It’s that time of year. Spring is the season when grass and trees turn green, and all sorts of perennial plants pop out of the ground to do their thing.
It is also the season to begin planting annuals, or the plants that will not survive a long, cold winter on their own. Those plants, for the most part, include culinary and household herbs that thrive in containers with just soil, sun, and water. In many areas in the United States, starter plants can be found in grocery stores and nurseries nearby.
Most of the time, any container will do to grow herbs, but many gardeners prefer terra cotta and/or plastic pots. A soil mixture approved for plants for human consumption is a must. There are many lists out there with the “must haves” in the way of herbs. These are the ones that are most used in this kitchen.
There is nothing more simple than growing basil. With daily watering and being placed in full sun, basil can resemble an overgrown weed. Its fragrance is almost mint-like as it is a member of the mint family. Harvest leaves in the morning for maximum fragrance and flavor.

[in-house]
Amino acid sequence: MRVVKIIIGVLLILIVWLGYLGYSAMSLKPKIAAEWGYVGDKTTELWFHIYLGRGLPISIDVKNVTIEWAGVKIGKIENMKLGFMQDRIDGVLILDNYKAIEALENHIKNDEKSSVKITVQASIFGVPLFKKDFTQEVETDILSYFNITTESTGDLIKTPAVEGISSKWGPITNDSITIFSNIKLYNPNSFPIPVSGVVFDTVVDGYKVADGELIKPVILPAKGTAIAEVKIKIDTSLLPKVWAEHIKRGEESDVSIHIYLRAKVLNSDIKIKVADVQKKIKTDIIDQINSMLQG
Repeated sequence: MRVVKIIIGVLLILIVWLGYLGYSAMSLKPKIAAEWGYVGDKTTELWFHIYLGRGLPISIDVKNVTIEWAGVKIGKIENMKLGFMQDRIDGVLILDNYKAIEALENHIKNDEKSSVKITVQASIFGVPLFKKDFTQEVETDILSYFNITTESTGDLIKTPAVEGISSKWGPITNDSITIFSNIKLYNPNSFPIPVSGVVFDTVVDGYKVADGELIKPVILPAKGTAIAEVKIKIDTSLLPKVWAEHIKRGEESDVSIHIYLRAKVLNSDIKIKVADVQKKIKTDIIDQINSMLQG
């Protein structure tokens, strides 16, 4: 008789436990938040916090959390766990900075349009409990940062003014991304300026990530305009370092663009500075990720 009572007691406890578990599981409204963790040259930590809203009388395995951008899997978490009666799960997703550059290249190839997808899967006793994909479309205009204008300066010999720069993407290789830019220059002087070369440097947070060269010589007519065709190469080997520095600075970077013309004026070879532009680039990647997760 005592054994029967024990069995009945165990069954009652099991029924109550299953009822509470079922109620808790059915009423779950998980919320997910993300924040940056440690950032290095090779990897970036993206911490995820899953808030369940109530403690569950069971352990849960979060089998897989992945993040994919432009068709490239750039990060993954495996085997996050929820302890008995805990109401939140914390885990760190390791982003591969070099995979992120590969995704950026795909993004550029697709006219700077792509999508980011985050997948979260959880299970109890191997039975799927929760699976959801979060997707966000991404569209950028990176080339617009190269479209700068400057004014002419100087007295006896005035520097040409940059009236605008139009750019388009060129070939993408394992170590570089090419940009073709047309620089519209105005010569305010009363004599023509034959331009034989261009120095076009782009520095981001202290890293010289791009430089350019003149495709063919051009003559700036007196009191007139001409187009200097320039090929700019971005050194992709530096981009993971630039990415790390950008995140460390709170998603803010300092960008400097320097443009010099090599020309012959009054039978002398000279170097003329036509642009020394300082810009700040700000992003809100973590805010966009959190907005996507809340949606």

Yes, the backyard smells like pickles when it rains, but the dill plant yields all summer long. The fresh herb is perfect for flavoring salmon and various dishes.
Cilantro is really a cooler weather herb and is harvested about three weeks after germination. But, fresh cilantro is a must for quite a bit of Mexican cooking, and it really does smell good.
A choice of many chefs to flavor meat dishes, oregano is just as easy to grow as the other herbs. It is also one of the herbs that are most useful dried.
Like the other plants on this list, peppermint is a piece of cake to grow so long as it is in the sun and kept watered. The square-shaped vines are invasive, though, so be sure to have it contained away from the lawn. Leaves can be harvested and dried for tea, sachets, potpourri and much more.
Growing herbs is not hard. All it takes is watering and the occasional pinching back. More on that in an upcoming post.